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Alien Nation: Aliens in Los Angeles

Updated on July 21, 2011

I think perhaps I may have liked this show slightly better had I not watched season 1 of 'Due South" and read "Embassytown" in the middle of working myself through it. This is because the first does buddy cop/cop procedural better, and the latter does aliens better. Also, this series was a lot more impressive before "District 9" came out with essentially the same concept only done better. However, this does not mean that "Alien Nation" is without worth: quite the opposite, really.

The show is apparently a spin-off of a movie I've never seen, but that I would be willing to check out. Basically, about five years before the start of the show, an alien spaceship crashes in the Mojave Desert containing a crew of a couple thousand aliens known as the Tenctonese. These aliens, referred to as "Newcomers" were slaves being transported to a colony, who gladly decide to stay on Earth and restart their lives. The plot revolves around police detective Matt Sikes (Gary Graham) who has been partnered with the LAPD's first Newcomer police officer, George Francisco (Eric Pierpoint). Together, they deal with all the issues inherent in a new ethnic group emerging--hate crimes, Newcomer criminals, exploitation of Newcomers, and other such things. We also get to meet George's family, wife Susan (Michelle Scarabelli), son Buck (Sean Six), and daughter Emily (Lauren Woodland), as well as Sikes' Newcomer neighbor Cathy Frankel (Terri Treas), who Sikes develops feelings for.

The breadth of the issues Sikes and Francisco deal with is quite impressive. As I said earlier, their crimes, while almost always dealing with Newcomer issues, are remarkably broad, dealing with everything from stolen Newcomer artifacts to brainwashed Newcomer CIA agents to murdered Newcomer priests. Two repeated foes that the two encounter are the Overseers, the slavemasters who were running the ship before it crashed and who have blended in with the general Newcomer population, and the Purists, human racists who want the Newcomers to be expelled from the planet or to have their rights denied.

While both the Purists and the Overseers are interesting villains in concept, there are a few problems with them both. First of all, whereas normal human and Newcomer criminals run the gamut from complete monsters to somewhat sympathetic anti-villains, Overseers are ALWAYS your stereotypical mustache-twirling villiains, smug assholes who view the enslavement of their peers as their divine right. This is not helped by the fact that who exactly the Overseers are is very ambiguous: they seem to be a caste of Newcomers who have deliberately cut themselves off from the intimacy that Newcomers feel for one another, but we never learn anything about them from before the ship (since most Newcomers were born on the ship, this is understandable, but Newcomers also seem to have a fine grasp on the culture of their home planet without having ever set foot there, so it just seems odd). As for the Purists, they just seem unfocused: what kind of people they are and what they want seems to vary from episode to episode. While this is somewhat realistic (trying to find two racist groups with the exact same ideology would be quite difficult), it also makes them hard to grasp.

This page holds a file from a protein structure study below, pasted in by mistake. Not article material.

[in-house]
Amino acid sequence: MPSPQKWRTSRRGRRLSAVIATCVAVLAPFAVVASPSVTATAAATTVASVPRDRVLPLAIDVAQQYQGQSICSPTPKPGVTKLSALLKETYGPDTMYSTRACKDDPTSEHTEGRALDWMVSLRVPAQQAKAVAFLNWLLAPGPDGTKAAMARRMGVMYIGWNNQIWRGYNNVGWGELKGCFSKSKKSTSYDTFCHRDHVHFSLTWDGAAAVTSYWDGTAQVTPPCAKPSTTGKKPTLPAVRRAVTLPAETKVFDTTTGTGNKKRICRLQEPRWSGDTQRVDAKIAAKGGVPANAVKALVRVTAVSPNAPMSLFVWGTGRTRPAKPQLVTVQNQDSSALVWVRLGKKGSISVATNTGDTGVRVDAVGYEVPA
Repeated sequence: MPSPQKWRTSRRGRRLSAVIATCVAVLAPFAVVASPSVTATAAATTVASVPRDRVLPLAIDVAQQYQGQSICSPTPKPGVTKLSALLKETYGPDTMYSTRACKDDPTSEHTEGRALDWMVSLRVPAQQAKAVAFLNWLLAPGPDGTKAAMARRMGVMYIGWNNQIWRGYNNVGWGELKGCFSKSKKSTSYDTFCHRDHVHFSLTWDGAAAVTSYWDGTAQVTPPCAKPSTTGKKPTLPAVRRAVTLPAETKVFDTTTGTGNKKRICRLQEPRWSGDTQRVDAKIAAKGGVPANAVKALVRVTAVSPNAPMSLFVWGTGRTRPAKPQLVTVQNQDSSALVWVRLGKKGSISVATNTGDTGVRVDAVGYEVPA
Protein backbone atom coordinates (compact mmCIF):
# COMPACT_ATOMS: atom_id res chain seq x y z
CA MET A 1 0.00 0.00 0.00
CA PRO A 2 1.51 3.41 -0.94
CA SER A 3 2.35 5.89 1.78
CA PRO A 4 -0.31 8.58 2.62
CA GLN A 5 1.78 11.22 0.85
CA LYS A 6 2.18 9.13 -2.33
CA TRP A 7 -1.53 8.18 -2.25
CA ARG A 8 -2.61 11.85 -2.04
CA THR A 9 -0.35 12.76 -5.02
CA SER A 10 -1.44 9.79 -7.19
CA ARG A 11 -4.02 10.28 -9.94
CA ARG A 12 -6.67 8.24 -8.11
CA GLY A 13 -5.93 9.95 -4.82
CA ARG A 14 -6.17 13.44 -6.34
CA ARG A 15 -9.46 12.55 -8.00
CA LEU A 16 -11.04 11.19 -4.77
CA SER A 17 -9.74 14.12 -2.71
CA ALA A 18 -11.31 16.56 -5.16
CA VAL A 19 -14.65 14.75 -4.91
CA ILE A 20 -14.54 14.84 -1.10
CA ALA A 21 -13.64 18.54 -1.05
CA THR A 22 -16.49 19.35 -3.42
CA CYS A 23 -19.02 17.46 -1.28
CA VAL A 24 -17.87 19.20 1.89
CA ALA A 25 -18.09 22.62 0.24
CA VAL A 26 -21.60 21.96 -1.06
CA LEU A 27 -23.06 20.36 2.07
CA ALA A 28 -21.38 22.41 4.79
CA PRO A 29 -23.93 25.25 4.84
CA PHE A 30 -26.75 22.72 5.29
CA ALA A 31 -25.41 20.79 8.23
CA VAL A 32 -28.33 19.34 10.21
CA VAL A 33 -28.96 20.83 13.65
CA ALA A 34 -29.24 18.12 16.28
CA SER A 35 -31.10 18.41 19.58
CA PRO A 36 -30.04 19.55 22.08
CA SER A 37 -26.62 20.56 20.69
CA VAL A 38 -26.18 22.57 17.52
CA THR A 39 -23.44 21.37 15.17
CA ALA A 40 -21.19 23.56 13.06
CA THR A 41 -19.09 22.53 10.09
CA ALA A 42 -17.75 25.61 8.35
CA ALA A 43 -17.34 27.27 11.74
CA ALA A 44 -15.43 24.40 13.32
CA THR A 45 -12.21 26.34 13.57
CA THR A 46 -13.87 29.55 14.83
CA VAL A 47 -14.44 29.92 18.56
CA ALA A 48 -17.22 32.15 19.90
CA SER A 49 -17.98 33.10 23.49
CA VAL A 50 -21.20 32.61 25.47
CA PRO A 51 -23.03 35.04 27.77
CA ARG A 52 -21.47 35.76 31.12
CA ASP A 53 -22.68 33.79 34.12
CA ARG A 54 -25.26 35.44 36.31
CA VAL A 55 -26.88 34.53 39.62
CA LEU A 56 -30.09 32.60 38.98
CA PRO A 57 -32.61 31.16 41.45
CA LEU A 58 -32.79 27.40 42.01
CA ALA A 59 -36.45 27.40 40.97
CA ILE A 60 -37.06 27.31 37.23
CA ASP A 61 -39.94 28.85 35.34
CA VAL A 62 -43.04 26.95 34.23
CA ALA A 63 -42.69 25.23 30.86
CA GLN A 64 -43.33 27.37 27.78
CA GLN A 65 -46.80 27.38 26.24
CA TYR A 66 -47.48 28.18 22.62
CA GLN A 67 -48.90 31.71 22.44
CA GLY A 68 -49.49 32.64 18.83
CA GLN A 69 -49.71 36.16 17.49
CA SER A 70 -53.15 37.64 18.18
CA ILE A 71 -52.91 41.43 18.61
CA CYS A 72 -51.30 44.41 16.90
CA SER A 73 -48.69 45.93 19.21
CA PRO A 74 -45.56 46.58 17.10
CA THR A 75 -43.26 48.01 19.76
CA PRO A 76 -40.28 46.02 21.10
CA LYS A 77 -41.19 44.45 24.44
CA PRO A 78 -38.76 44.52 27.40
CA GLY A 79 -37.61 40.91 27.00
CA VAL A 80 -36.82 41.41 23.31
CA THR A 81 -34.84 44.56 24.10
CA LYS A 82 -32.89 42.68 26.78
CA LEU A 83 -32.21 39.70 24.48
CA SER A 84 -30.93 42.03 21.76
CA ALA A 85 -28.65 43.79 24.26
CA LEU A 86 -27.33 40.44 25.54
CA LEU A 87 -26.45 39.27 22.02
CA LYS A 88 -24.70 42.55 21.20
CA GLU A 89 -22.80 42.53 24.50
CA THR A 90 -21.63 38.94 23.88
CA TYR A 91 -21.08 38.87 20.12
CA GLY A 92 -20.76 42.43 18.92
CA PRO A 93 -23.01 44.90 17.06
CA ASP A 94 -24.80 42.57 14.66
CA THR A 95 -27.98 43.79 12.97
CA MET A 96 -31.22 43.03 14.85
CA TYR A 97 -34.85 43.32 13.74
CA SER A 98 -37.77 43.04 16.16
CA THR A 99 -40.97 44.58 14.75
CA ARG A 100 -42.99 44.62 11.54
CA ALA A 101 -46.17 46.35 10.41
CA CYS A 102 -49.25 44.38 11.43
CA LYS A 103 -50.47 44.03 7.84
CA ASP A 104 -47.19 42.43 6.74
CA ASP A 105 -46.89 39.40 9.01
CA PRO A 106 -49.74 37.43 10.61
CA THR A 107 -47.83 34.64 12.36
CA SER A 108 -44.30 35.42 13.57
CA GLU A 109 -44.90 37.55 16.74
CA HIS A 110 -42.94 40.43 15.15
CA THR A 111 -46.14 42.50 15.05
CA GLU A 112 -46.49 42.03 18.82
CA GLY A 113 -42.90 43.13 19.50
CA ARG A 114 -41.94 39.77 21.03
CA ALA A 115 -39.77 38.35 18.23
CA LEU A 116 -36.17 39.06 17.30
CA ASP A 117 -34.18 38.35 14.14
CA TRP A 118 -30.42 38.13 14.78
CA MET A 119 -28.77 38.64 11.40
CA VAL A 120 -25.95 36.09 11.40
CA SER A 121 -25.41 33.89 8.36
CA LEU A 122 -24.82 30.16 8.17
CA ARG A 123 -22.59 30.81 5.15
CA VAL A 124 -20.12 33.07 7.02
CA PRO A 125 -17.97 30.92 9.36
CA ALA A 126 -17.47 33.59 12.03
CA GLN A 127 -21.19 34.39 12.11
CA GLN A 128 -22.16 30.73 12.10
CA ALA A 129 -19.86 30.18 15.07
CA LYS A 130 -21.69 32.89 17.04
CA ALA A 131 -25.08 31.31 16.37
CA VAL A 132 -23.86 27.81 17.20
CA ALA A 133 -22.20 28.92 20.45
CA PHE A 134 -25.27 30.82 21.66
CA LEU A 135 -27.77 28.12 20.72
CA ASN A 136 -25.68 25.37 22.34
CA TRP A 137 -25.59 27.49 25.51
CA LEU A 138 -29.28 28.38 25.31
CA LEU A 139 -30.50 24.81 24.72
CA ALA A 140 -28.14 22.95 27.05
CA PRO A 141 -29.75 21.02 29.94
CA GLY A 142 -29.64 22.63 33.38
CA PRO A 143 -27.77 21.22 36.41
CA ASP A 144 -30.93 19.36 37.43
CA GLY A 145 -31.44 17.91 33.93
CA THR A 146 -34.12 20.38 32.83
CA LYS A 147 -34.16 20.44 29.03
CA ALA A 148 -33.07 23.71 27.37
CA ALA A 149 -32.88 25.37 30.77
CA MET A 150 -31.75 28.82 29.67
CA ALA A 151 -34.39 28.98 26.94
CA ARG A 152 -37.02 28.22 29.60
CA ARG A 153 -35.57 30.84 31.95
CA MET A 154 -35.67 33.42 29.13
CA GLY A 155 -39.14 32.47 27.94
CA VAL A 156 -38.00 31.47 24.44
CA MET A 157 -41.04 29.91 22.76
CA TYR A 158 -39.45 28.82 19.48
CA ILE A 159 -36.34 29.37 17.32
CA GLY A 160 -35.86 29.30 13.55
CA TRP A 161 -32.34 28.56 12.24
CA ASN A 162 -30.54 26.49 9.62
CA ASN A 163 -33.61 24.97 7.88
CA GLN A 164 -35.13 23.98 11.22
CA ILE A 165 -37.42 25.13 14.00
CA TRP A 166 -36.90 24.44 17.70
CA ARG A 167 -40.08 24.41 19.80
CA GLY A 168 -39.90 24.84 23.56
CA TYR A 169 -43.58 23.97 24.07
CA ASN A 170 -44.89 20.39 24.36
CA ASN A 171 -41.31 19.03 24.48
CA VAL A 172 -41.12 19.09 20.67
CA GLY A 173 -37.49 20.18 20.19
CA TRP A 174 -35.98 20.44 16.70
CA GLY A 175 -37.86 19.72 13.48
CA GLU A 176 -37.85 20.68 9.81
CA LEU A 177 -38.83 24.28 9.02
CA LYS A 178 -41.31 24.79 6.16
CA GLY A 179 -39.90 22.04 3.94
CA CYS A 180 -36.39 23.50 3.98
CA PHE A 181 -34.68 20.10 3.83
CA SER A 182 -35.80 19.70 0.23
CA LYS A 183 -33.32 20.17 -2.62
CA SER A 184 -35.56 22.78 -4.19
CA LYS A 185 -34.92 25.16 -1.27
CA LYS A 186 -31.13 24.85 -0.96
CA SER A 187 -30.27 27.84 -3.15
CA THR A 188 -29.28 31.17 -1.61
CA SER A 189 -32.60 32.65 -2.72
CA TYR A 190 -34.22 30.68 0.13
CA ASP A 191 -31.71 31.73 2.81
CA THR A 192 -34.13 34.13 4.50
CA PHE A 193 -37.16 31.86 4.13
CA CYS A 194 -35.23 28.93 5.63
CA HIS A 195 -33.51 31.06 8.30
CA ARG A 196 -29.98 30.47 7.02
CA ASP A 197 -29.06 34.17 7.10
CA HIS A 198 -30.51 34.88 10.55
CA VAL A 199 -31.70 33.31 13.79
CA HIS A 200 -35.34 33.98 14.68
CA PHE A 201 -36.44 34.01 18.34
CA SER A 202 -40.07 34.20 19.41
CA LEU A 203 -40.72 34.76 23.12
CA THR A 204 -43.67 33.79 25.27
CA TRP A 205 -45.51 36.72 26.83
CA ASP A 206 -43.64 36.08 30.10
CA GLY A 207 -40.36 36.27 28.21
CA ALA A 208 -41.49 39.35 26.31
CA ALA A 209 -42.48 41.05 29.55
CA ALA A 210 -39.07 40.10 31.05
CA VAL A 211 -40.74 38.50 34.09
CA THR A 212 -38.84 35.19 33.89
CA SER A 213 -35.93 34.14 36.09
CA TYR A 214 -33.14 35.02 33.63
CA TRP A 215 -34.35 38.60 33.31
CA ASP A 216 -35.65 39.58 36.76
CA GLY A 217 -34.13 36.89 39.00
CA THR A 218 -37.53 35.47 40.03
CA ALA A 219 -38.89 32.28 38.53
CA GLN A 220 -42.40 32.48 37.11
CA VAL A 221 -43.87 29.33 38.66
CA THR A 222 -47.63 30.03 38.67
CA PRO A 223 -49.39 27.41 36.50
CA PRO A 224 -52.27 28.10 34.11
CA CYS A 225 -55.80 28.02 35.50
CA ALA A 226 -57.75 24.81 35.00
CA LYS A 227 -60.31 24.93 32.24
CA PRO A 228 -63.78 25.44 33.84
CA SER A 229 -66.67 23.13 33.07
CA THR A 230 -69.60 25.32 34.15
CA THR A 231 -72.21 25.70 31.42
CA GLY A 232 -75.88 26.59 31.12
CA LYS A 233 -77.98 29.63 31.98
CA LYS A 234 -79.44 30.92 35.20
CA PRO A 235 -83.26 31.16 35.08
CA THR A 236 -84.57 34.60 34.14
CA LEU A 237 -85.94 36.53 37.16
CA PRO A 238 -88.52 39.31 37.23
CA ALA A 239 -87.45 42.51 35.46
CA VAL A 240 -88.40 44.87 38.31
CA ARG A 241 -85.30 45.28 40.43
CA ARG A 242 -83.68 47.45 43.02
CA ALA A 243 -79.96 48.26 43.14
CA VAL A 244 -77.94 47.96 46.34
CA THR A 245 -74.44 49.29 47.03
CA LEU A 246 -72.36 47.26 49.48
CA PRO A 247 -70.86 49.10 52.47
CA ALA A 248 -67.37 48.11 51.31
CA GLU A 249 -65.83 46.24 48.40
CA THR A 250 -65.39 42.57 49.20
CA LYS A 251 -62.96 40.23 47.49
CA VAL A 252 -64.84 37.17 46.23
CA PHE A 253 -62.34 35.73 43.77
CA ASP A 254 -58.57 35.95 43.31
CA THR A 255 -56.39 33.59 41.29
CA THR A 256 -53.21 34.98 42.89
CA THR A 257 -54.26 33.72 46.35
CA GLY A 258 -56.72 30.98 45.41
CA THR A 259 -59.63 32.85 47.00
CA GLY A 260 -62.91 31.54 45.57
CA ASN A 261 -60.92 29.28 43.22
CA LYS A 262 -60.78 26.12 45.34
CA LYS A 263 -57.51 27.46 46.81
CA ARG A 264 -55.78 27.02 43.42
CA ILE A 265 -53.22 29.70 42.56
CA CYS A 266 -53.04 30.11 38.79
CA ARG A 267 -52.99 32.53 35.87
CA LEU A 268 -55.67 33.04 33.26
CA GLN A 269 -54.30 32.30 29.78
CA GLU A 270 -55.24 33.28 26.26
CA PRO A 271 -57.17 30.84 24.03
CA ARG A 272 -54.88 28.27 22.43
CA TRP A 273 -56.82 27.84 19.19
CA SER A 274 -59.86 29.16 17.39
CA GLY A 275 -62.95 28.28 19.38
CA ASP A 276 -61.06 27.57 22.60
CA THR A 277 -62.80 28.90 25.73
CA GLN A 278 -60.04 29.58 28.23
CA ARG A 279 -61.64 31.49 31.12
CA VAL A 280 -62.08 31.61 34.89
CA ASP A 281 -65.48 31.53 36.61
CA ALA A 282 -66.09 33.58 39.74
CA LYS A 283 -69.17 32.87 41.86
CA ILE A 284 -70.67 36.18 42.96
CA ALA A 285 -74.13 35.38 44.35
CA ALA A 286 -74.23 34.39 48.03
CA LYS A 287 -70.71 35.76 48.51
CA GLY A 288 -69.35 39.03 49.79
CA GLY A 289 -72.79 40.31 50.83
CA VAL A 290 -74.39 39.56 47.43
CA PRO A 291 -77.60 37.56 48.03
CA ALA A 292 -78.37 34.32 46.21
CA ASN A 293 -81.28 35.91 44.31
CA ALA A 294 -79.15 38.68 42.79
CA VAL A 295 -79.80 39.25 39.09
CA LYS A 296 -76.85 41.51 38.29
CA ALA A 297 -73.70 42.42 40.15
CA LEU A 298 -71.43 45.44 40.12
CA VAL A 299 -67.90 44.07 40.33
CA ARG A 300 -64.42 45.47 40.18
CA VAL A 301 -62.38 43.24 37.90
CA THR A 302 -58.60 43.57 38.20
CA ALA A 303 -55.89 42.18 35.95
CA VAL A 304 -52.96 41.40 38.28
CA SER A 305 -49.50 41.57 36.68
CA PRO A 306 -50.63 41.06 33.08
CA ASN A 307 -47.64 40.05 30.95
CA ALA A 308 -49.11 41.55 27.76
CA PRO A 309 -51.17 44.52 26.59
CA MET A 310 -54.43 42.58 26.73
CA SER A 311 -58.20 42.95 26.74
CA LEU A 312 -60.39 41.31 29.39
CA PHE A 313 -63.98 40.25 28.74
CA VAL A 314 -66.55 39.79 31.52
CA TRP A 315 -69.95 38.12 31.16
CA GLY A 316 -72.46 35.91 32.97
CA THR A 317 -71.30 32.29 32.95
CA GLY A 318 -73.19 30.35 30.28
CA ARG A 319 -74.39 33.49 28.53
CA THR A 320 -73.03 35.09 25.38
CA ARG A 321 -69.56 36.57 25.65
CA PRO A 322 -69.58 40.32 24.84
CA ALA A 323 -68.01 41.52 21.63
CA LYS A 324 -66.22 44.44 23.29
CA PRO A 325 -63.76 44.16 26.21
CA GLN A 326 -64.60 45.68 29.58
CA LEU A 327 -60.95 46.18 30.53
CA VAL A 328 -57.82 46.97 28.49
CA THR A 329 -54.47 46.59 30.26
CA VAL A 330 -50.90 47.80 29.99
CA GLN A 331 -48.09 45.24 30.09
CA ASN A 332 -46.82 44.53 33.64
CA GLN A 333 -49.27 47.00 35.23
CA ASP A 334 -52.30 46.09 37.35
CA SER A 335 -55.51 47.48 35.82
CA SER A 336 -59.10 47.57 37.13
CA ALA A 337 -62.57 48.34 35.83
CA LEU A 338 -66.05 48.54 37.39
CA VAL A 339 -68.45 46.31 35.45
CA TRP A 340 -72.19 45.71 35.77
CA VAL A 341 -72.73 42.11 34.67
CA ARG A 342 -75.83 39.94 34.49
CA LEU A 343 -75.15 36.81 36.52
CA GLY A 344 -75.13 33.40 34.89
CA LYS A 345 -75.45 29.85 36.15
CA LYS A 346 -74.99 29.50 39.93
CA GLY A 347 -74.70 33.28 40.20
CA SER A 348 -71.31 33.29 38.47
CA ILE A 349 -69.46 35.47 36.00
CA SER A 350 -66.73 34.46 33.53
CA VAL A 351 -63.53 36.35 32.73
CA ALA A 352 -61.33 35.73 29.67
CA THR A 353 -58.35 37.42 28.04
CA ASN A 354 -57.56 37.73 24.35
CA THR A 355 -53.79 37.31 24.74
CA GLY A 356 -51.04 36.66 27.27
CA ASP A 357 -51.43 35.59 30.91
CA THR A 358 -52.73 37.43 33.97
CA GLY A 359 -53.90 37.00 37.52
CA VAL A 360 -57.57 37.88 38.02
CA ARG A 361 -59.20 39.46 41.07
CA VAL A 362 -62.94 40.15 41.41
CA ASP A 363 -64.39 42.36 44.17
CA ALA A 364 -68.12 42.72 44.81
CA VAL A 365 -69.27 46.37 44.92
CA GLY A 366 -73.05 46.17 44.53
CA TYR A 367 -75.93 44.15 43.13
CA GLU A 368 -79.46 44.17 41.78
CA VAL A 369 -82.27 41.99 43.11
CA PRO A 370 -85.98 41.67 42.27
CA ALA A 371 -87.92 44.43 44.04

Sikes and Francisco are both well-done characters. It is interesting to see Sikes' character arc as he starts as someone who is casually racist toward "spongeheads," but who over the course of the the show (and being exposed to Tenctonese culture by George and his family) becomes more culturally aware. Of course there are the buddy cop cliches of sloppy cowboy cop (Sikes) versus organized by the book cop (Francisco ), but a few episodes give interesting twists on it, for instance cases when a case hits one of George's beserk buttons and Sikes has to restrain his more violent impulses.

Francisco and his family are also an interesting case. While it sometimes feels like they have been too Americanized for living in the country five years (speaking English and referring to each other by the names given to them by the US government, for instance) I did like that their cultural background contributes subplots to the story, for instance conflicts between the sometimes aggressively Tenctonese Buck and his more assimilationist parents.

All in all, I liked this show, even though its aliens can seem a bit too Americanized at times. It is full of both interesting characters and interesting story ideas, and is definitely worth tracking down.


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